Having delivered my sermon, maybe I should set up a GoFundMe account where people can make donations. You know. Receive an offering. Just so you know, that was not my intention. I've learned when something hits me, it might just have something to say to others. That's why I put together that first paragraph. Time to move on. I'll try to tell this next little story as sharing facts, not so much one where I am complaining. You think what? I could be on shaky ground playing word games? Good point. Here's the deal. They are doing it again. This past Wednesday I was up a little earlier than my usual early get up and go time and I made my way onto the main roadway that I travel each morning. It was 3:30 a.m. Not a car was stirring, not even a Mazda. (Think: Creature stirring, not even a mouse.) In other words, the roadway was empty. That should have made it a very easy commute. Right? Just hang on Bucko while I give you the straight scoop. I caught every light. Me, myself, and I sitting there. Waiting. Right turn. Left turn. All directions. Me. Waiting. Some of you are probably thinking I could have used that time to reflect upon the greater issues of life instead of being slightly agitated. Every light? Give me a break! Truth is, I ended up sitting at my workstation at 4:05 instead of my anticipated 4 a.m. You might recall that according to the article I shared earlier this week, the 4 a.m. hour is considered the most productive hour of the day. For some. Sorry, this paragraph didn't live up to that billing.

One guy on Twitter said he hated his job because the people there were so dumb. He said he watched a new lady water an artificial plant for three months and is still too stunned to tell her. Another lady wondered out loud whether she could demand a trial by combat instead of the job she has. When asked what the best thing was about his job, one guy said the only thing he could think of was that his chair swiveled. This next one was morbid indeed. This fellow said that if he died and went to hell, it would probably take him a week to realize he wasn't at work anymore. Another commenter said she hoped they knew that just because she showed up today didn't mean she intended to do any work. Interestingly enough, the sounding boards where people tell why they hate their jobs typically have been invaded by people who wish they had a job. These folks tell those haters they would love to change places with them because they are desperate to find work. Let me go on record as saying that I don't know that I would ever use the word love in describing a job, I am, however, most thankful and feel blessed to have a job, a place to come and make contributions, and I know that while there are days when things may not go as I might want them to go, I come away with a sense of God's provision for my life. And, to underline the point, we have people walk into our workplace many days who say they are willing to do anything, even at the lowest level, to try and help support themselves and their families. I thought that might be a good way to end our week together by highlighting what it means to have a thankful heart. It is good for whatever ails us. Take care. Enjoy your Saturday and Lord's Day Sunday, and I will do my best to catch back up with you come next Monday. Amen. .....More later.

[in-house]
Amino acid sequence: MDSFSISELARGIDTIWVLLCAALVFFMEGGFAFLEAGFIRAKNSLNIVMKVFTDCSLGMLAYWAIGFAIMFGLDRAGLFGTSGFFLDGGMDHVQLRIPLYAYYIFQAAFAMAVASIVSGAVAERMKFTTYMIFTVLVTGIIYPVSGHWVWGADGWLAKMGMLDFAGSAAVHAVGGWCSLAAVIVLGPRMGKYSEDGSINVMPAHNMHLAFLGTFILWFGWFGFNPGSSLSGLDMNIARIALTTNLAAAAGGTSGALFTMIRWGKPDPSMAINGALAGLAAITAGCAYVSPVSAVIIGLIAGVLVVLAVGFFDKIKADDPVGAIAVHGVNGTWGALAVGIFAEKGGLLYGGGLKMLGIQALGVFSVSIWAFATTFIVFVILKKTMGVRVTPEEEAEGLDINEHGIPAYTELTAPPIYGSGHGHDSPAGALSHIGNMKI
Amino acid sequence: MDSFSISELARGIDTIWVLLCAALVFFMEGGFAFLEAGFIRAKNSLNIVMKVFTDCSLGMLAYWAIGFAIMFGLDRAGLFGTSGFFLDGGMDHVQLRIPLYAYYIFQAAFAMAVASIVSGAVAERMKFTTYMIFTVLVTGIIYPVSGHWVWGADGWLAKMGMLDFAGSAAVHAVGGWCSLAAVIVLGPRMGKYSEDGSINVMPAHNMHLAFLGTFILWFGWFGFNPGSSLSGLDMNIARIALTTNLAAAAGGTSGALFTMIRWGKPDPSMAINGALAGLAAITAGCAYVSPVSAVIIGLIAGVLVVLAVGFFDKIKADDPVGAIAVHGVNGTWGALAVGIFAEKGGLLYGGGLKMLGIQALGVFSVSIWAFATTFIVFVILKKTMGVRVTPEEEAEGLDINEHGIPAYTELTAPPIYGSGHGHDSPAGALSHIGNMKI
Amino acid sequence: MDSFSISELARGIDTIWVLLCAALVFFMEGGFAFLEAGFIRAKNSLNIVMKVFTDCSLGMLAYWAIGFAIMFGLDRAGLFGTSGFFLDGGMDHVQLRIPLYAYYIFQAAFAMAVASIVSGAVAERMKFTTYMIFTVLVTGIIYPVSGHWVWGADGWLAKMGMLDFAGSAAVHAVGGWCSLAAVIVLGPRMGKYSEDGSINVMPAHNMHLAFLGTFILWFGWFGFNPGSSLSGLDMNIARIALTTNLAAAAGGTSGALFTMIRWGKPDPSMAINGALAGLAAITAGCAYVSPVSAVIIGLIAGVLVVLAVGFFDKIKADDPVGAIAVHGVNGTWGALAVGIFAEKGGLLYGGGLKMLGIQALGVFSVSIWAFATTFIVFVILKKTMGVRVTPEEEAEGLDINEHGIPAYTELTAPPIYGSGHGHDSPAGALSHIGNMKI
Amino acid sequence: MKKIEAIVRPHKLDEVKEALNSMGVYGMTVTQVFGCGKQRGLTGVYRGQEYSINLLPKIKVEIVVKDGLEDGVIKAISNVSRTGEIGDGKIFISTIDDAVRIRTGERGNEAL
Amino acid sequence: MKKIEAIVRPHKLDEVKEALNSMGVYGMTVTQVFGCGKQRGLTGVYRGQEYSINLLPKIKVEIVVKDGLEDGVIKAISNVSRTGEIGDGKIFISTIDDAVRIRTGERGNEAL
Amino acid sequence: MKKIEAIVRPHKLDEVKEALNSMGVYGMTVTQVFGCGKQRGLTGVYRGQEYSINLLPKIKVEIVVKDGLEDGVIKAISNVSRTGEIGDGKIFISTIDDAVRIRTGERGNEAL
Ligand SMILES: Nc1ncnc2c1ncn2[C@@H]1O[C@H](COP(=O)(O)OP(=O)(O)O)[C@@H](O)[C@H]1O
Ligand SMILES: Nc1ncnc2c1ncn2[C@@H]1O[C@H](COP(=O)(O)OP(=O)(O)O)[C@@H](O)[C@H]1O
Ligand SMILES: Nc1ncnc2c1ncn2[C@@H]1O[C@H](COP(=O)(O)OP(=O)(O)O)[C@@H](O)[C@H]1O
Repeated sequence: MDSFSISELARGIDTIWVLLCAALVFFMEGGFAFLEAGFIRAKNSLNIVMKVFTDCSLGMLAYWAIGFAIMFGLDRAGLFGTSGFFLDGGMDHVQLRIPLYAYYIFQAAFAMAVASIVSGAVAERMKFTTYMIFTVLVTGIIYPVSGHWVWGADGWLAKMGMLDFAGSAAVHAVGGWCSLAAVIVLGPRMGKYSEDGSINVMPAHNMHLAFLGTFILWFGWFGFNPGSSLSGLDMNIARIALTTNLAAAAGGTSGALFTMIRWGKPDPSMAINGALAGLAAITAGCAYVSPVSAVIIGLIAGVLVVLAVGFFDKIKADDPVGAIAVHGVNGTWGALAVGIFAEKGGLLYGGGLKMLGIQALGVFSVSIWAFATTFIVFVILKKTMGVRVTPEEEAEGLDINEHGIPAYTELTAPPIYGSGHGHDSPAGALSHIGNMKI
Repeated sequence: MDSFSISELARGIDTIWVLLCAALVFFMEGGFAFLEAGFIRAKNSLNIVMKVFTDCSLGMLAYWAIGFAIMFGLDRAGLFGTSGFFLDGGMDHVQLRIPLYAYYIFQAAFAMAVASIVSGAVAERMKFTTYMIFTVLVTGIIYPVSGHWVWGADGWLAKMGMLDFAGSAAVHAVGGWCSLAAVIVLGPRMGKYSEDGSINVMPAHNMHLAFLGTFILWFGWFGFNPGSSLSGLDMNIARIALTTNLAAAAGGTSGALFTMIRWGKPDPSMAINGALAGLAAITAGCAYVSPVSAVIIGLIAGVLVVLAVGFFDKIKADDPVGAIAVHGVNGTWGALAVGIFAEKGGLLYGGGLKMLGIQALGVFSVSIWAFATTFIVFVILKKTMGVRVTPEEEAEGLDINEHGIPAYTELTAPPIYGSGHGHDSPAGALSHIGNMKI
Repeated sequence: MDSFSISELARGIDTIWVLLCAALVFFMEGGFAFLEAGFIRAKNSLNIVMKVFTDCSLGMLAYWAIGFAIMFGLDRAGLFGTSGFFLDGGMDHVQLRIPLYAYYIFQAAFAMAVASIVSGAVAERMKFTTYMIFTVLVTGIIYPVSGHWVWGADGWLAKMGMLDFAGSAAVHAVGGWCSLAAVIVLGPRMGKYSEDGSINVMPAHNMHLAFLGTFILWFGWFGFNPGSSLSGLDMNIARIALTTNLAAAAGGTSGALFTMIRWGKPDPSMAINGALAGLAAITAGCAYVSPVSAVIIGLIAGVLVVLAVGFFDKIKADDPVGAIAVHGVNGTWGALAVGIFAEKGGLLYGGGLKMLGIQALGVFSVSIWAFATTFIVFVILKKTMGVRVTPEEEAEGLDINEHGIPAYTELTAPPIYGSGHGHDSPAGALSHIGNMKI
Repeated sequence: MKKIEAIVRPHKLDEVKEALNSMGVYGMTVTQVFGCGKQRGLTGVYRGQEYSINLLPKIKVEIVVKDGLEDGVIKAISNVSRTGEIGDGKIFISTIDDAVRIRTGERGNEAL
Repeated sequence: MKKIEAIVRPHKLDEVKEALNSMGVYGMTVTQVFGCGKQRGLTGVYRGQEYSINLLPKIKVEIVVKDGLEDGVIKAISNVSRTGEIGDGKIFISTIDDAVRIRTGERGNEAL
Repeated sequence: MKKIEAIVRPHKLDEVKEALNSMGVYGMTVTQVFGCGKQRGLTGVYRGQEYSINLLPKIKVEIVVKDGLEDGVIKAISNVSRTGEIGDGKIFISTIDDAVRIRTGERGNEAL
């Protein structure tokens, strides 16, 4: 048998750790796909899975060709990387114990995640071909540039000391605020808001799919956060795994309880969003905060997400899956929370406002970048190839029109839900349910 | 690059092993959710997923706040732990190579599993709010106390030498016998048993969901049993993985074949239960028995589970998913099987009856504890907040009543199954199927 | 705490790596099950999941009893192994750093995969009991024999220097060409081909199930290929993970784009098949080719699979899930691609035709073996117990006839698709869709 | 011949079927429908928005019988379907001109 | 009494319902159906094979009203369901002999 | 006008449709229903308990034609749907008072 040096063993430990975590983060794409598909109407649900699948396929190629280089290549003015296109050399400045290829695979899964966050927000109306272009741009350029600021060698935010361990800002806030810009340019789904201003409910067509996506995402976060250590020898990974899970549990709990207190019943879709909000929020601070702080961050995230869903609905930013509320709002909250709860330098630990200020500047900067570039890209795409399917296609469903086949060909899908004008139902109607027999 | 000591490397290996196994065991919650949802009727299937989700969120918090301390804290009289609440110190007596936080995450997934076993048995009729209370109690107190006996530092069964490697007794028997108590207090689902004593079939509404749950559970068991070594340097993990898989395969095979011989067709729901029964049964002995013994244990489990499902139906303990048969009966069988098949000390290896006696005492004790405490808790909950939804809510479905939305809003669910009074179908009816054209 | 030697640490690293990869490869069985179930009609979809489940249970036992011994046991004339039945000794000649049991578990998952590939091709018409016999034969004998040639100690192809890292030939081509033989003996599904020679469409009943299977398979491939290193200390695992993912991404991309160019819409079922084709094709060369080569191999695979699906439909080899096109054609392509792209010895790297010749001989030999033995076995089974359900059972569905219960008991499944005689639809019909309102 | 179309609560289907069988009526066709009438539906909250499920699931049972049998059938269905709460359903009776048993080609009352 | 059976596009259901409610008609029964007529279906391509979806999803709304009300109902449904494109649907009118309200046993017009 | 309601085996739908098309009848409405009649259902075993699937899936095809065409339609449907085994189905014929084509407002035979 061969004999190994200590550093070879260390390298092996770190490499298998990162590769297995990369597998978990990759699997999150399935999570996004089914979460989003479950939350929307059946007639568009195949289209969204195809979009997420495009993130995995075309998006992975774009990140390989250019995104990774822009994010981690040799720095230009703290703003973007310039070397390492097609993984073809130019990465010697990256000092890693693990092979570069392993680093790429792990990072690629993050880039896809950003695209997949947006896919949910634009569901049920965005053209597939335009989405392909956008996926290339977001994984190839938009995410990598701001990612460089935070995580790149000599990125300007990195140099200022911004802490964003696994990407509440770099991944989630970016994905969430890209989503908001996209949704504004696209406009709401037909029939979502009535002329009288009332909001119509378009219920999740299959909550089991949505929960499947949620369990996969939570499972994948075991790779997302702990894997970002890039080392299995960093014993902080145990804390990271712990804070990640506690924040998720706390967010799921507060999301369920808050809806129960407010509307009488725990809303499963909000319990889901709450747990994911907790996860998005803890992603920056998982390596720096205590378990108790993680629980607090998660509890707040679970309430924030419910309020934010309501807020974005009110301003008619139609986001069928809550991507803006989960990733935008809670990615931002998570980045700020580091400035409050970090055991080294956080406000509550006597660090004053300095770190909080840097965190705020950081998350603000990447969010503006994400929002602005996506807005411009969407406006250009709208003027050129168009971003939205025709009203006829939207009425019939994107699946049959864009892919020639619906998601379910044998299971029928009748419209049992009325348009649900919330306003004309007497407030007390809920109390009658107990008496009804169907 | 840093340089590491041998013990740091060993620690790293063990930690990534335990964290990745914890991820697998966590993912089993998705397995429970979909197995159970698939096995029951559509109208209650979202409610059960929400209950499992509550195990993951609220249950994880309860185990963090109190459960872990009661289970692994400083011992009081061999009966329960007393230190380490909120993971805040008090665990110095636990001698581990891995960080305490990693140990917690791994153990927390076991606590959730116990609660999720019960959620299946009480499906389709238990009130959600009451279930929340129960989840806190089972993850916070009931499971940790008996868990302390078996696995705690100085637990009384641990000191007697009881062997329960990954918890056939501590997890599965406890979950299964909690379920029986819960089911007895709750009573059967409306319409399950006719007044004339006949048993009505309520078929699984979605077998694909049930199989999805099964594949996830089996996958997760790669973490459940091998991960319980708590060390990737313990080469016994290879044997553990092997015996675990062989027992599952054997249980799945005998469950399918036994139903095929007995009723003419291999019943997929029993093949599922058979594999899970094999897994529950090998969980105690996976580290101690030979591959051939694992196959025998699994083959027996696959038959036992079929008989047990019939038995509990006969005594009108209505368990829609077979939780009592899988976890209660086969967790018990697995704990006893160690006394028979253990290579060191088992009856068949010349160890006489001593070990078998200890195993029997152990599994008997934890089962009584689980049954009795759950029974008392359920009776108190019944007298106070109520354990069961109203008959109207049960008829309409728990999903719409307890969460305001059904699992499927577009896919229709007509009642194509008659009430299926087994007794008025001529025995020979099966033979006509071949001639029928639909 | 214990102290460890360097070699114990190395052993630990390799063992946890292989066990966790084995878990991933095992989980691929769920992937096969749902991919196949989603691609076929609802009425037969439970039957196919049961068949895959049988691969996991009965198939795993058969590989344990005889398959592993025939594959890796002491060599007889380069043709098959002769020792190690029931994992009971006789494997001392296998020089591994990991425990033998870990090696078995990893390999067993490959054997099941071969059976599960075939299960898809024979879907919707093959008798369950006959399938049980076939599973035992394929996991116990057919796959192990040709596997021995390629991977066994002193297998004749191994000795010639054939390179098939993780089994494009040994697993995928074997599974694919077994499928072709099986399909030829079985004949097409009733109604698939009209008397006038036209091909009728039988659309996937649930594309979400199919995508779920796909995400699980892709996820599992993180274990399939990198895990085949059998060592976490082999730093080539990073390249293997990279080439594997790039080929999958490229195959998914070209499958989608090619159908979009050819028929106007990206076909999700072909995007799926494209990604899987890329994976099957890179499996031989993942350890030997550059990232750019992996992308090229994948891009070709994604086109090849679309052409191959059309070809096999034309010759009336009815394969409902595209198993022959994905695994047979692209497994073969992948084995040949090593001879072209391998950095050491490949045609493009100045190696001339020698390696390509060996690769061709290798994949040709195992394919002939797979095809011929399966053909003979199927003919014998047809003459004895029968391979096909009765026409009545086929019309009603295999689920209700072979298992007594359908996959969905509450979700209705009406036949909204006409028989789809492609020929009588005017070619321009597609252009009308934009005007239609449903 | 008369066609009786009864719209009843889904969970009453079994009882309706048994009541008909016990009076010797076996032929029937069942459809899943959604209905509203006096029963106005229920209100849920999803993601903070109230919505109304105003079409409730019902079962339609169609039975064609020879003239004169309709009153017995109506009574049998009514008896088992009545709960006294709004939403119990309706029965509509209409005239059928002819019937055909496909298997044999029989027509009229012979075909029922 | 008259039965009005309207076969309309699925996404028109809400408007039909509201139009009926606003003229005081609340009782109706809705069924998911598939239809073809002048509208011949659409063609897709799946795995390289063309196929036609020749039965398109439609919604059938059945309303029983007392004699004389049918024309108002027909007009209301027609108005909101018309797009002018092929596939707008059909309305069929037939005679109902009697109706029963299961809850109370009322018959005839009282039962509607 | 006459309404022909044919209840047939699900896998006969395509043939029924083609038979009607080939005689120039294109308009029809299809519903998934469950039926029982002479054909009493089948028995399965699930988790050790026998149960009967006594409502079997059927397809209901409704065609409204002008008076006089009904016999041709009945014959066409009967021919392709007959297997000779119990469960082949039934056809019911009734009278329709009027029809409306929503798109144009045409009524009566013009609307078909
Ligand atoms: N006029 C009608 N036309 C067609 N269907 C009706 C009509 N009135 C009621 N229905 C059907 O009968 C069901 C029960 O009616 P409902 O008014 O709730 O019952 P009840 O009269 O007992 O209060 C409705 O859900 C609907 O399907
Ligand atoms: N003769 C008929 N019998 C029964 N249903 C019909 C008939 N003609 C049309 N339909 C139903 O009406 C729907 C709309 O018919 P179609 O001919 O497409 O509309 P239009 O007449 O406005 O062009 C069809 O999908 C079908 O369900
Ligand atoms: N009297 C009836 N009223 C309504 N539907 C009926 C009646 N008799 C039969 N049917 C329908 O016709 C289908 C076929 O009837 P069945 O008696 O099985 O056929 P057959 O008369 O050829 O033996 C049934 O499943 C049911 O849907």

No comments: